Emails released by authorities on Wednesday reportededly revealed that neo-paramilitary group Los Urabeños and FARC rebels have been partnering to traffic drugs and stockpile weapons.
In one of the undated emails, a FARC guerrilla with the nom de guerre “Ruben Manteco” writes to alias “Pastor Alape,” one of the FARC’s chief commanders and representatives in Havana for peace talks between the group and the Colombian government.
The message refers to a gift offered to the FARC by “Otoniel,” the boss of the Urabeños.
According to the email correspondence, Otoniel sent $170,000 (500 million pesos) as a gesture with which to provide the FARC confidence in his reliability.
Alape subsequently instructs Ruben Manteco to receive the gift, adding that Manteco should focus on negotiations for the supply of arms and ammunition once confidence in the partnership is established.
Another email chain between the two parties demonstrates a desire for collaboration in the smuggling of drugs out of Colombia.
The dialogue, spurred by “Roman Ruiz,” who was killed in a Colombian army initiative against the FARC earlier this year, Ruiz suggests to Alape that the guerrillas raise the price on cocaine exports.
Related emails reveal that the FARC has been providing security to the Urabeños during their drug operations while also acting as trade brokers for the cartel.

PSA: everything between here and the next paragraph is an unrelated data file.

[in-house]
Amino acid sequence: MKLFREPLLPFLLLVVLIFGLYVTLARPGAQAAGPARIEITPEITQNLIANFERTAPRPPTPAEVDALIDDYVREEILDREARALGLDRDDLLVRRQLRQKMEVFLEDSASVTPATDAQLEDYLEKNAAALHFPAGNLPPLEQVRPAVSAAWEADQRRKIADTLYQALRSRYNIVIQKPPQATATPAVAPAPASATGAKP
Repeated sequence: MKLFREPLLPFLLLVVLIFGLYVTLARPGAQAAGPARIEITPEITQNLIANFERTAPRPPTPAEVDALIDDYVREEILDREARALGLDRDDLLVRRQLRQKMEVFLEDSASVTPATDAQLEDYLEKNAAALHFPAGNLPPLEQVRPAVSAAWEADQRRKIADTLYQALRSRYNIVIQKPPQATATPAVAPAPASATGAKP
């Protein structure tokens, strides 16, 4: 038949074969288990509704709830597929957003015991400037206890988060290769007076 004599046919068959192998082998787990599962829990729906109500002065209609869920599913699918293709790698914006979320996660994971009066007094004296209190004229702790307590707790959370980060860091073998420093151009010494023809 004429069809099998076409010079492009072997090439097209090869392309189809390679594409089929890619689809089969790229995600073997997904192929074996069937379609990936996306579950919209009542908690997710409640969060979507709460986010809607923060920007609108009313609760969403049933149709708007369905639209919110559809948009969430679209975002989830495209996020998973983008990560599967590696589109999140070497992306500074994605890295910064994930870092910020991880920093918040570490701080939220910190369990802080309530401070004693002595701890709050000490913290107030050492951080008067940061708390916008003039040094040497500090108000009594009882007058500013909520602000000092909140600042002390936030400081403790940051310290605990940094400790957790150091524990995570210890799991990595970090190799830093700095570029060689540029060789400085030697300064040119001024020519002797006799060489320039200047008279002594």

The FARC are Colombian largest rebel group and have been involved in an internal conflict with the Colombian government for decades. The ongoing talks in Cuba are part of a years-long effort to bring an end to the war.
The Urabeños are a neo-paramilitary group dedicated to drug trafficking and illegal mining from the north of Colombia that has violently taken control of the country’s Caribbean and Pacific coasts after the demobilization of the paramilitary AUC umbrella organization.
The two organizations have long been accused of collaborating in the northwest of Colombia where the Urabeños control much of the drug trade, while the FARC exercises control over the production of coca. Both groups in the region also have interests in illegal gold mining operations.
According to the authorities, both groups have been working together for years, something the FARC has consistently denied. Locals from the area where the two groups’ areas of influence and interest meet, reported fighting between the neo-paramilitaries and guerrillas.